Last week, on the same day that the 2010 intelligence budget totals were revealed, the Office of the Director of National Intelligence also released another previously undisclosed intelligence budget figure — the 2006 budget appropriation for the National Intelligence Program.
“The aggregate amount appropriated to the NIP for fiscal year 2006 was $40.9 Billion,” wrote John F. Hackett (pdf), director of the ODNI Information Management Office.
This disclosure provides one more benchmark in the steady, sharp escalation of intelligence spending in the last decade. (The NIP budgets in the subsequent years from 2007-2010 were: $43.5 billion, $47.5 billion, $49.8 billion, and $53.1 billion.)
But what makes the new disclosure profoundly interesting and even inspiring is something else: In 2008, Mr. Hackett determined (pdf) that disclosure of this exact same information could not be permitted because to do so would damage national security. And just last year, ODNI emphatically affirmed that view on appeal.
“The size of the National Intelligence Program for Fiscal Year 2006 remains currently and properly classified,” wrote Gen. Ronald L. Burgess in a January 14, 2009 letter (pdf). “In addition, the release of this information would reveal sensitive intelligence sources and methods.”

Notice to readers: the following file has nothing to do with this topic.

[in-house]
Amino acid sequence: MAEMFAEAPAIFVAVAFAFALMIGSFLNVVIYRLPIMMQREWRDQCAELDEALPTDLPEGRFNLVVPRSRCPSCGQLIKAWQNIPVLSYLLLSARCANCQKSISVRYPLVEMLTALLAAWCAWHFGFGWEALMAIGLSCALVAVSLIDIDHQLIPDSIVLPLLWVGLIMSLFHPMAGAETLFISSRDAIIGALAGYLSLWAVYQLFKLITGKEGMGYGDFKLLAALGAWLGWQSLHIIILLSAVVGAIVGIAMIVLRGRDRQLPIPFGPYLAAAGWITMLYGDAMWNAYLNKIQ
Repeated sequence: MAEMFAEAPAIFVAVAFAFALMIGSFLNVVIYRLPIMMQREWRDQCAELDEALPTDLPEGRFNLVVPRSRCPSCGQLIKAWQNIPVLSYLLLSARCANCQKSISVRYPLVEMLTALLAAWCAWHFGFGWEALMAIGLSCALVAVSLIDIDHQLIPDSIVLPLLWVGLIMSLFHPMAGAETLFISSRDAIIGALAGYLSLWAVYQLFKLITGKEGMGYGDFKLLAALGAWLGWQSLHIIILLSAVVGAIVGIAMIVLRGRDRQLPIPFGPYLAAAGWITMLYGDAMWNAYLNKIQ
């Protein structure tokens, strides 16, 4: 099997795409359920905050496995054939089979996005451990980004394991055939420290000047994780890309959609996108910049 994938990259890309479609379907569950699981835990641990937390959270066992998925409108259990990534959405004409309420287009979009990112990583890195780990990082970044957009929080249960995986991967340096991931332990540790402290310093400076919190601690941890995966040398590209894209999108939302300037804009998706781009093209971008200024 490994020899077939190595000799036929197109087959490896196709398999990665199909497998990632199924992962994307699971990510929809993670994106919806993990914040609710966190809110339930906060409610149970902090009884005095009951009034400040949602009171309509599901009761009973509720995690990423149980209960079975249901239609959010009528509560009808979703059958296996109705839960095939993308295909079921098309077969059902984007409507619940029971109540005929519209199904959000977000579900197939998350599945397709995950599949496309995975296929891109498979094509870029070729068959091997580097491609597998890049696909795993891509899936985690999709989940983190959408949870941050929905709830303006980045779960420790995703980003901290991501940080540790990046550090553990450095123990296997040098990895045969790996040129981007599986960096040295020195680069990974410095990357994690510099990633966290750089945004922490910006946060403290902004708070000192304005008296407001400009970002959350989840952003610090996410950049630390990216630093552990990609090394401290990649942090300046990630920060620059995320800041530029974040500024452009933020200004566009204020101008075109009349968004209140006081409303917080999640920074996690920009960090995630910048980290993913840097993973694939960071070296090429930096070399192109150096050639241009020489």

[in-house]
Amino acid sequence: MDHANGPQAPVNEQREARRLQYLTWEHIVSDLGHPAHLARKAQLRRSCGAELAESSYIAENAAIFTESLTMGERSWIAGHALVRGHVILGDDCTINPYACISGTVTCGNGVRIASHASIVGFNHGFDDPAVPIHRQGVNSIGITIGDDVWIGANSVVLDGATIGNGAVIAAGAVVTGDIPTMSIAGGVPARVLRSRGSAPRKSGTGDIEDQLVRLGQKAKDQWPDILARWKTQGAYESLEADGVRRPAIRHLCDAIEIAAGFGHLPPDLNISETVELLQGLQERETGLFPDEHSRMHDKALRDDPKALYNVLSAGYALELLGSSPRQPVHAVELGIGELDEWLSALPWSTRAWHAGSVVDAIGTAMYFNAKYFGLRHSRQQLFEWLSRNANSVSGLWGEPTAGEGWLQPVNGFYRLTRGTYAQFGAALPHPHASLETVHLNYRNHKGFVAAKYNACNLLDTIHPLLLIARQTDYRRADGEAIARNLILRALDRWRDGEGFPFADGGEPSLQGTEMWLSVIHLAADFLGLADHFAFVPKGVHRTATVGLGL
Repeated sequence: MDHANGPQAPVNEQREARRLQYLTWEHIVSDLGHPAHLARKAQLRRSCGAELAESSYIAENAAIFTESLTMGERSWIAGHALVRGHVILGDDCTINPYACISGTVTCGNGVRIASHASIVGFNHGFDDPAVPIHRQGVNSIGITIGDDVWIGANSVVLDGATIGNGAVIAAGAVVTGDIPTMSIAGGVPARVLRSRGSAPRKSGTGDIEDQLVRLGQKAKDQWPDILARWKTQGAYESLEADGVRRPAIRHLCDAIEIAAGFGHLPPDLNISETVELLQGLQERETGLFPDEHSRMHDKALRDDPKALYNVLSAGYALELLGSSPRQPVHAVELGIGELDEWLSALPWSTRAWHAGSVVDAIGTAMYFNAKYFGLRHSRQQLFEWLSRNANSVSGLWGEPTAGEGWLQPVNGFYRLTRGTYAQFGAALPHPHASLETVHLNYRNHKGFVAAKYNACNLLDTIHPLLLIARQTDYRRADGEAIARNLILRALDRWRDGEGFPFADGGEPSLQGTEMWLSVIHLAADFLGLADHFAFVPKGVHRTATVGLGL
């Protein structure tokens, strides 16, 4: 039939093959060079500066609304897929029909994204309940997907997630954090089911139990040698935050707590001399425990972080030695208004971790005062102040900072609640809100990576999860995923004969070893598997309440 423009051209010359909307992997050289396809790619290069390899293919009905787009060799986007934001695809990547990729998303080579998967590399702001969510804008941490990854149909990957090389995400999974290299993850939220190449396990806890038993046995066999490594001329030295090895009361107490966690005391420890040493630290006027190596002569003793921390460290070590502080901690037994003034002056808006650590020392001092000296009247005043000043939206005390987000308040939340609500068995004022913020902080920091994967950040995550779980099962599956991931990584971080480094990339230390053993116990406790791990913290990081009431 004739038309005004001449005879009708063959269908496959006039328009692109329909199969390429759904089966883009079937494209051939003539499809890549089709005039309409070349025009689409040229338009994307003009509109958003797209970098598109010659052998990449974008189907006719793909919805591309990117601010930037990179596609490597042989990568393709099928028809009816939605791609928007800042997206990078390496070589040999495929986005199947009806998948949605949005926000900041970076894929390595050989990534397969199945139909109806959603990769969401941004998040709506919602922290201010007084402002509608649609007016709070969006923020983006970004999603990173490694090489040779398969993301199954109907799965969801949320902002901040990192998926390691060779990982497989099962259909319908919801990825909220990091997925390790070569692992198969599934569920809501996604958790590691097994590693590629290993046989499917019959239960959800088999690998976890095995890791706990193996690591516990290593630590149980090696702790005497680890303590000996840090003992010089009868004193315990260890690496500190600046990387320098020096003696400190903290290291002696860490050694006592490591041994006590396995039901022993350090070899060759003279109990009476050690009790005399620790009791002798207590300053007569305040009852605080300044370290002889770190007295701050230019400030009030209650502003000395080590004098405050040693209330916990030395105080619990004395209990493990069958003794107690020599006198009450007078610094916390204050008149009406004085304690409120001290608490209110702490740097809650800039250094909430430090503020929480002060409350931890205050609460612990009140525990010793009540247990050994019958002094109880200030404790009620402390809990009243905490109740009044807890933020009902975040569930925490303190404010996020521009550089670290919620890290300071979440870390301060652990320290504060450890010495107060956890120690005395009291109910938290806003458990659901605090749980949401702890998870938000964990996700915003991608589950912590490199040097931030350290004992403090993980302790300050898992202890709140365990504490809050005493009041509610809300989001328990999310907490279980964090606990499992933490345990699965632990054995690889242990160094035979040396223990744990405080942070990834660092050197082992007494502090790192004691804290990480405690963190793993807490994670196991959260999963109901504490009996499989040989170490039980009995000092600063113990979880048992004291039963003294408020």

Yet upon reconsideration a year later, those ominous claims have evaporated. In other words, ODNI has found it possible — when prompted by a suitable stimulus — to rethink its classification policy and to reach a new and opposite judgment.
This capacity for identifying, admitting (at least implicitly) and correcting classification errors is of the utmost importance. Without it, there would be no hope for secrecy reform and no real place for public advocacy. But as long as errors can be acknowledged and corrected, then all kinds of positive changes are possible.
The Obama Administration’s pending Fundamental Classification Guidance Review requires classifying agencies to seek out and eliminate obsolete classification requirements based on “the broadest possible range of perspectives” over the next two years. If it fulfills its original conception, the Review will bring this latent, often dormant error correction capacity to bear on the classification system in a focused and consequential way. There are always going to be classification errors, so there needs to be a robust, effective way to find and fix them.